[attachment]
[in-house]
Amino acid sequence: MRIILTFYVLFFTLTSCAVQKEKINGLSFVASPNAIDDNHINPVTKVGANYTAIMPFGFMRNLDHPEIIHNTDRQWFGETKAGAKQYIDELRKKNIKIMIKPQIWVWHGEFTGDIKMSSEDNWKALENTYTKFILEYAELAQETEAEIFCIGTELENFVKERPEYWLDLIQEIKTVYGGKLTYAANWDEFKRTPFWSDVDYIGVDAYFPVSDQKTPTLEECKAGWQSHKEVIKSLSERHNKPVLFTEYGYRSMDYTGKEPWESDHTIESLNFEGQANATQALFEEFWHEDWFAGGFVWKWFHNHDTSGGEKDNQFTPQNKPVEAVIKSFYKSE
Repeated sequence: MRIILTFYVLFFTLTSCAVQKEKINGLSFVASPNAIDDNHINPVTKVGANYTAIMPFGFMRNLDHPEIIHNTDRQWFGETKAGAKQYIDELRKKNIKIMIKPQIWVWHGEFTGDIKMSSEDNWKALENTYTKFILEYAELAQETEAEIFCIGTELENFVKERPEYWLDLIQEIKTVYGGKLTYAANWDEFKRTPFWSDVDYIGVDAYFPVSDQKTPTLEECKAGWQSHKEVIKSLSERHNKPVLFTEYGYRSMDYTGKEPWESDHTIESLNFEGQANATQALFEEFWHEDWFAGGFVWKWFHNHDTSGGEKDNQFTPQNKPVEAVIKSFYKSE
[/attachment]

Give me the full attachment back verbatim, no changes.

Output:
[in-house]
Amino acid sequence: MRIILTFYVLFFTLTSCAVQKEKINGLSFVASPNAIDDNHINPVTKVGANYTAIMPFGFMRNLDHPEIIHNTDRQWFGETKAGAKQYIDELRKKNIKIMIKPQIWVWHGEFTGDIKMSSEDNWKALENTYTKFILEYAELAQETEAEIFCIGTELENFVKERPEYWLDLIQEIKTVYGGKLTYAANWDEFKRTPFWSDVDYIGVDAYFPVSDQKTPTLEECKAGWQSHKEVIKSLSERHNKPVLFTEYGYRSMDYTGKEPWESDHTIESLNFEGQANATQALFEEFWHEDWFAGGFVWKWFHNHDTSGGEKDNQFTPQNKPVEAVIKSFYKSE
Repeated sequence: MRIILTFYVLFFTLTSCAVQKEKINGLSFVASPNAIDDNHINPVTKVGANYTAIMPFGFMRNLDHPEIIHNTDRQWFGETKAGAKQYIDELRKKNIKIMIKPQIWVWHGEFTGDIKMSSEDNWKALENTYTKFILEYAELAQETEAEIFCIGTELENFVKERPEYWLDLIQEIKTVYGGKLTYAANWDEFKRTPFWSDVDYIGVDAYFPVSDQKTPTLEECKAGWQSHKEVIKSLSERHNKPVLFTEYGYRSMDYTGKEPWESDHTIESLNFEGQANATQALFEEFWHEDWFAGGFVWKWFHNHDTSGGEKDNQFTPQNKPVEAVIKSFYKSE